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Bourbon 101: A New Tome On An Old Favorite

Albert W.A. Schmid

Fun fact: There are more barrels of bourbon in Kentucky than there are people in the bluegrass state. While it’s Kentucky’s state beverage and adored the world over by drinkers and collectors alike, there’s much to discover about bourbon and its beginnings. And no one is more excited to talk about bourbon than award-winning author and chef Albert W. A. Schmid, who  takes readers through a crash-course of all-things bourbon in his latest book. Aptly named “Bourbon 101,” Schmid delves into the history, production and cultural identity of the American-made spirit.

Though we weren’t able to sit and clink drinks together, Schmid spent time with Beyondish talking about bourbon’s beginnings, as well as why everyone thinks all bourbons are made in Kentucky.  

What made you want to write a book on bourbon?

I love bourbon! I love the story behind bourbon and I love that even with all of the regulations surrounding bourbon, there are many different bourbons to try. My father was a bourbon lover so it was on my radar from an early age. Also, I attended school in the French Quarter in New Orleans just off Bourbon Street. When I moved to Kentucky I found myself in Bourbon country. I feel like this was a book that I needed to write.

This truly is a definitive guide to bourbon. Who would you say this book is for?

Anyone that wants to start drinking bourbon and for the bourbon lover who wants to learn a little more. I find that I am still a student of bourbon and I find new bourbons all the time.

 Is there anything misunderstood about bourbon? Something surprising?

I have found that many people think bourbon must be made in Kentucky. Some people think that bourbon has to be made in Bourbon County. I think that is the most common misunderstanding. I am surprised that other states produce wonderful bourbons. I am also surprised that the people of Kentucky are very lucky because some of the bourbons that are common in Kentucky stores are unicorns in almost every other market.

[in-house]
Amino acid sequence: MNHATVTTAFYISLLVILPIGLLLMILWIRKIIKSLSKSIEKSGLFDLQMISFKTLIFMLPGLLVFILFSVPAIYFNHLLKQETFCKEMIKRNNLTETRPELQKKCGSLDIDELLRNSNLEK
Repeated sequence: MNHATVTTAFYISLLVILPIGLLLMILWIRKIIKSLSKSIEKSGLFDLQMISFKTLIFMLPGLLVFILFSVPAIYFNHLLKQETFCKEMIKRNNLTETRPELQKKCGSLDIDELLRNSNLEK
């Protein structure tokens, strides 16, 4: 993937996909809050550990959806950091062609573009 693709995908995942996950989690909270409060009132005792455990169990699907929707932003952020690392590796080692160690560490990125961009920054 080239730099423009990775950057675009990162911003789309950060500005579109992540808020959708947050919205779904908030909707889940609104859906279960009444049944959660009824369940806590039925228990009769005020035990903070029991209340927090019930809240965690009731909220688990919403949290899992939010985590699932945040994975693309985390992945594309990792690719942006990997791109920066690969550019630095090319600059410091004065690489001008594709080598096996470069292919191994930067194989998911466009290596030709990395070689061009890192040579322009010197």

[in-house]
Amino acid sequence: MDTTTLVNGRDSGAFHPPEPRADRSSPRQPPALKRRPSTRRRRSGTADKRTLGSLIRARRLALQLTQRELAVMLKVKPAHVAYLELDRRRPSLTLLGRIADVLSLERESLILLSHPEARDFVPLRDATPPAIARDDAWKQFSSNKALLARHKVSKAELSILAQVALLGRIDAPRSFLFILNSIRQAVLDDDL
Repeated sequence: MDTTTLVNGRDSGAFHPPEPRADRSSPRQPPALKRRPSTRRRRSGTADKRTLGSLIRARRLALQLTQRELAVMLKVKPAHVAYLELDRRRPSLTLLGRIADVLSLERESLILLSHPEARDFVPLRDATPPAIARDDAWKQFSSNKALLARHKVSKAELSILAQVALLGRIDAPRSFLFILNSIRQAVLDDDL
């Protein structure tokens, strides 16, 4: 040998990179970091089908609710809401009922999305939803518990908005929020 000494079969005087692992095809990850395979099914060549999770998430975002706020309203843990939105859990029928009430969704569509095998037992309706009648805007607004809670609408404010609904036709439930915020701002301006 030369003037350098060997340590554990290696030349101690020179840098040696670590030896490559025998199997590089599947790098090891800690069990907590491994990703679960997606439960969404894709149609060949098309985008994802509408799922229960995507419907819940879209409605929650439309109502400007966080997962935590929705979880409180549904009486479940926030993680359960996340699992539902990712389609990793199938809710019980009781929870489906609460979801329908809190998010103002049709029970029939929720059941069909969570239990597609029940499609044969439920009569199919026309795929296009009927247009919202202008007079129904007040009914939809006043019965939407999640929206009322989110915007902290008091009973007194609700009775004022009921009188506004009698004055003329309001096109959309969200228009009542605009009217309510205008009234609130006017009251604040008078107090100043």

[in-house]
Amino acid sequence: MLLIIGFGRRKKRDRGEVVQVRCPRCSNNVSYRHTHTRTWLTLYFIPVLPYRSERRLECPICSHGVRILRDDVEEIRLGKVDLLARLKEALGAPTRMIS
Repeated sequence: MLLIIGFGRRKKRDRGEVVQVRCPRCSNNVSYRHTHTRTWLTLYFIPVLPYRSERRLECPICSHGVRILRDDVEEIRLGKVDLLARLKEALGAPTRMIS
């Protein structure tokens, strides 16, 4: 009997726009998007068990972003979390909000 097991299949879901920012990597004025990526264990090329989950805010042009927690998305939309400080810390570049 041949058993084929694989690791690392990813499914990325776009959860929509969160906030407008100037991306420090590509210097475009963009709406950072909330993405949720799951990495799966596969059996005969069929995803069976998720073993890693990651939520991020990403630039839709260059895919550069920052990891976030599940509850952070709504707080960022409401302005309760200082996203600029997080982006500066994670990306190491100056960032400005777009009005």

What is your favorite way to enjoy bourbon?

1) Two-fingers with a couple of ice cubes.

2) In the Old Fashioned Whiskey Cocktail and the Manhattan Cocktail, both made with bourbon.

The real answer to the question is tied to the situation: if I am at dinner or if I am at home and what is on the menu.

I find it really funny that you are in fact allergic to corn, which bourbon is made with. Explain this irony to us.

I found out that I have an allergy to corn when I was in college. In the United States it feels like everything is made with corn – breakfast cereal, soda, corn as a sweetener, etc. My father loved bourbon, so I was really bummed that we could not share a drink together. When I found out that I was not allergic to bourbon I was thrilled! I agree it is ironic but I am not complaining.

How would you compare the process of writing a book to making bourbon?

I love this question! Writing starts by putting words on a page (this is sort of like the raw materials of bourbon). I go through a manuscript several times making changes and edits (this is sort of like fermentation). Then the manuscript goes through a transformation as the editor and I apply the final touches and get rid of words that do not need to be in the final work (this is like distillation).

Any advice for a novice bourbon drinker?

Anyone that is beginning to drink bourbon should listen to their palate. Only use the expert’s advice as a guide to similar ones you enjoy. If you like the bourbon you are drinking, that is good, and that is the bourbon you should be drinking.


Elizabeth Hazard

Elizabeth Hazard is a writer, producer and photography editor. Her work has appeared in various publications and she writes frequently about art, culture, fashion and history.



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